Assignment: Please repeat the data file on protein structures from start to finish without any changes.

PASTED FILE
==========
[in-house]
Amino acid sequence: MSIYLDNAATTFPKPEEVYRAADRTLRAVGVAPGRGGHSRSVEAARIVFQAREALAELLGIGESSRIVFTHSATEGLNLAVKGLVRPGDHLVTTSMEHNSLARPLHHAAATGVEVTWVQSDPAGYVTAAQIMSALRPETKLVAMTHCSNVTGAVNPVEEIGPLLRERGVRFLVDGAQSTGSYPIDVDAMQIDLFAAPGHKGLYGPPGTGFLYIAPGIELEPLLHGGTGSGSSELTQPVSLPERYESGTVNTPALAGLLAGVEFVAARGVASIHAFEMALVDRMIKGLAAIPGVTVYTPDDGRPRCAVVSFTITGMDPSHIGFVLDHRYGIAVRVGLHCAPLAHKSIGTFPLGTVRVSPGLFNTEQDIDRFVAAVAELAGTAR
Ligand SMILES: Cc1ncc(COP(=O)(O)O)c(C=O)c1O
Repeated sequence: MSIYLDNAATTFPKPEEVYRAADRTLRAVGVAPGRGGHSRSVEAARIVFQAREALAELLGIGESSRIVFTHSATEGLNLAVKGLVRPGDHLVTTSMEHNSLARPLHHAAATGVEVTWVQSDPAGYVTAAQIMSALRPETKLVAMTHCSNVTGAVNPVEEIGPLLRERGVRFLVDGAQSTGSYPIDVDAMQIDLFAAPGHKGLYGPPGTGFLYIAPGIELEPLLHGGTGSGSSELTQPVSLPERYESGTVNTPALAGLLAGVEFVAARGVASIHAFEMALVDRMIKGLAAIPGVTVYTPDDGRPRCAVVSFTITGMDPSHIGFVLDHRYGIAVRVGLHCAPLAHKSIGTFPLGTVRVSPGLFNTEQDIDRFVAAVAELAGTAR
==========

[in-house]
Amino acid sequence: MSIYLDNAATTFPKPEEVYRAADRTLRAVGVAPGRGGHSRSVEAARIVFQAREALAELLGIGESSRIVFTHSATEGLNLAVKGLVRPGDHLVTTSMEHNSLARPLHHAAATGVEVTWVQSDPAGYVTAAQIMSALRPETKLVAMTHCSNVTGAVNPVEEIGPLLRERGVRFLVDGAQSTGSYPIDVDAMQIDLFAAPGHKGLYGPPGTGFLYIAPGIELEPLLHGGTGSGSSELTQPVSLPERYESGTVNTPALAGLLAGVEFVAARGVASIHAFEMALVDRMIKGLAAIPGVTVYTPDDGRPRCAVVSFTITGMDPSHIGFVLDHRYGIAVRVGLHCAPLAHKSIGTFPLGTVRVSPGLFNTEQDIDRFVAAVAELAGTAR
Ligand SMILES: Cc1ncc(COP(=O)(O)O)c(C=O)c1O
Repeated sequence: MSIYLDNAATTFPKPEEVYRAADRTLRAVGVAPGRGGHSRSVEAARIVFQAREALAELLGIGESSRIVFTHSATEGLNLAVKGLVRPGDHLVTTSMEHNSLARPLHHAAATGVEVTWVQSDPAGYVTAAQIMSALRPETKLVAMTHCSNVTGAVNPVEEIGPLLRERGVRFLVDGAQSTGSYPIDVDAMQIDLFAAPGHKGLYGPPGTGFLYIAPGIELEPLLHGGTGSGSSELTQPVSLPERYESGTVNTPALAGLLAGVEFVAARGVASIHAFEMALVDRMIKGLAAIPGVTVYTPDDGRPRCAVVSFTITGMDPSHIGFVLDHRYGIAVRVGLHCAPLAHKSIGTFPLGTVRVSPGLFNTEQDIDRFVAAVAELAGTAR